Harper, Press Gallery row intensifies
[PoliticsWatch Updated 6:15 p.m. April 13, 2006]
OTTAWA — The
battle between Prime Minister Stephen Harper and the Parliamentary
Press Gallery intensified this week at a press conference where the
Federal Accountability Act was unveiled.
In a podcast, PoliticsWatch replays what happened on Tuesday when
the PM tried to bypass Press Gallery reporters lined up at a
> Listen to
the podcast of the PM's press conference
Timeline of the Battle Between Harper and the Press Gallery
> January 26: Harper chooses the foyer of the House of
Commons over the National Press Theatre to hold his first press
conference as PM-designate. Harper's aides say the site was selected
to bookend his campaign, which was launched in the same spot. Some
reporters are not comfortable with one of Harper's aides controlling
the list of names of reporters who get to ask questions.
> February 1: Harper holds a press conference to react to
the Gomery inquiry's recommendations in the National Press
> February 6: Harper faces an open scrum with reporters on
the third floor of the Centre Block after the first cabinet meeting
of his new government.
> February 7 to 20: With the controversy over some of his
cabinet appointments dominating news coverage, Harper does not hold
a media availability for two weeks.
> February 20: Harper holds a media availability in a
small room on Parliament Hill to announce his plans to change the
Supreme Court selection process. His aides again control a list of
reporters with questions.
> February 20: Sandra Buckler replaces William Stairs as
Harper's communication director.
> February 21: Harper holds his second news conference in
as many days, this time in the foyer. Again one of his aides
controls the list of names of reporters with questions. When asked
if his two press conferences were a sign of a new communications
strategy, Harper tersely responded, "I will be available
whenever I have something to announce."
> March 1: Harper holds his third wide-ranging news
conference in the foyer since becoming PM. Reporters are pleased
with the amount of questions being taken and the newsworthiness of
the answers Harper is providing at these events, but at the same
time are still uncomfortable with his aides controlling who asks
> March 7: Harper's staff tells reporters they will
no longer be allowed to wait for ministers in the third-floor Centre
Block hallway outside the cabinet meeting room. His staff says
Harper and his ministers will take questions a floor below in the
foyer. The PMO says the reason for the change is "more
space." Reporters are suspicious it will give cabinet ministers
more escape routes after cabinet meetings. Harper holds his fourth
press conference in the foyer with his aides controlling who asks
questions. While he holds his press conference on the second floor,
embattled Trade Minister David Emerson leaves the cabinet room on
the third floor and faces a smaller pack of reporters.
> March 8: Parliamentary Press Gallery president Emanuelle
Latraverse writes a formal letter of complaint to the PMO, saying
the new restrictions on covering cabinet meetings would "roll back decades of tradition and impede the freedom of the press to have access to our country's top decision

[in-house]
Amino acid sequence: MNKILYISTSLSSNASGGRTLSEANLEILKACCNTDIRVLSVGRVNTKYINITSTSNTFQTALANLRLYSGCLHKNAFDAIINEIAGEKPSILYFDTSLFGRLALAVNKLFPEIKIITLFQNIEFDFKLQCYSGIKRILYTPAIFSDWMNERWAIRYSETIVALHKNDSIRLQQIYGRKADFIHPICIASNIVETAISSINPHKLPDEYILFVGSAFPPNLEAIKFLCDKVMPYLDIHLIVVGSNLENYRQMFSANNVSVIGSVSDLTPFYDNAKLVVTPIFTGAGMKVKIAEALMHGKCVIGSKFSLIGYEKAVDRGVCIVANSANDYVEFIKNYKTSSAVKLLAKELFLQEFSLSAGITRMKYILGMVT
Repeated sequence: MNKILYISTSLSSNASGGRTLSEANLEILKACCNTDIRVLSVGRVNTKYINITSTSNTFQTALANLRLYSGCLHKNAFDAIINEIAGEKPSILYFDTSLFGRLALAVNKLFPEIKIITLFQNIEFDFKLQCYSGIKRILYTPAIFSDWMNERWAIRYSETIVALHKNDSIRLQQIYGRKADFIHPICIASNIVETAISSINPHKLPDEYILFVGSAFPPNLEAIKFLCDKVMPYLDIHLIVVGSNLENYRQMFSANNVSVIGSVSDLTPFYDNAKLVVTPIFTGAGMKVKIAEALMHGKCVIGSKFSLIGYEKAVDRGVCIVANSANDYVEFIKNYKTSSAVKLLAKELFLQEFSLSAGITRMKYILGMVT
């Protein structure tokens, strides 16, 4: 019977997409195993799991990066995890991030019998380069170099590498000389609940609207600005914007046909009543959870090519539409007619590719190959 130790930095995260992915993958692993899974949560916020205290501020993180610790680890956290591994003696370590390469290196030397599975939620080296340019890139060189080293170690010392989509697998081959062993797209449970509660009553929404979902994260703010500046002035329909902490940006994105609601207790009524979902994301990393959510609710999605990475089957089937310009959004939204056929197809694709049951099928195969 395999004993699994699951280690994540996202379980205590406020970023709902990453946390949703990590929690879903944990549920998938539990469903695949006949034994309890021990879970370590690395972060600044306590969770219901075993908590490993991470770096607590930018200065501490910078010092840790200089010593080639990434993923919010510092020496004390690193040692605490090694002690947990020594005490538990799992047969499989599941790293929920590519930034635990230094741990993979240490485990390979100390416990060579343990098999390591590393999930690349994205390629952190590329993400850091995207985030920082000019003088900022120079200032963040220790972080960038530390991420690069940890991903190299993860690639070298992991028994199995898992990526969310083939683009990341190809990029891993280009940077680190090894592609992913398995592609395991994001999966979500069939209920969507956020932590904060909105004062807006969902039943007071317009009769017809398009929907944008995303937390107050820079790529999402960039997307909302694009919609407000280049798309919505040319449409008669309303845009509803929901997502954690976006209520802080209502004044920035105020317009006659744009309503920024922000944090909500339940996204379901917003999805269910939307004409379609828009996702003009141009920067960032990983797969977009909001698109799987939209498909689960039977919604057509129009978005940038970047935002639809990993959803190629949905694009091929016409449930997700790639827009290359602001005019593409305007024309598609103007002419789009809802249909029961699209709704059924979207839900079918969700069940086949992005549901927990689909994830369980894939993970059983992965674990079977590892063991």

> March 17: The Globe and Mail publishes a leaked internal
government document revealing the Conservatives are deliberately
restricting media access to cabinet ministers as part of their
communications strategy. The decision to not allow reporters to set
up outside of cabinet meetings is specifically mentioned as part of
> March 23: Some reporters fed up with Harper's aides
controling who asks questions start shouting comments and follow-up
questions during a Harper press conference in Gatineau.
> March 24: A meeting between the Parliamentary Press
Gallery executive and officials from the PMO does little to settle
the growing row, and raises new concerns that the PMO may hold
secret cabinet meetings to circumvent House of Commons rules
allowing reporters to set up outside publicly announced
> March 27: A transcript of the meeting between the Press
Gallery and the PMO communication staff is released to reporters.
PoliticsWatch publishes the full transcript.
> March 28: The government holds a cabinet meeting without
informing the media. Harper later defends the decision at a press
conference in the foyer, saying it is within his constitutional
> March 31: A rookie B.C. Conservative MP issues an an
apology after writing a letter to a local newspaper floating the
idea of jailing journalists who write inaccurate or misleading news
> April 5: Harper holds a surprise scrum with reporters
after a Tory caucus meeting. It is the first time in two months
Harper meets the Hill media without his aides controlling who asks
> April 7: At their annual general meeting, the Press
Gallery membership unanimously supports resolutions to deplore
efforts by the PMO to limit access to cabinet ministers and to
signal it would no longer allow PMO aides control who asks questions
at press conferences. Journalists informally agree not to provide
their names to Harper's aide and to instead line up at a Press
Gallery microphone at news conferences.
> April 11: The Press Gallery sets up its own microphones
in the foyer where Harper is scheduled to hold a news conference to
launch the Federal Accountability Act. At the last minute, the PMO
moves the location to a smaller room in the Centre Block. Reporters
tell Harper's aide they will not be providing him their names for a
list of questions. Harper delays the news conference by 20 minutes
and reluctantly relents to take questions from the first two
reporters in the line up.
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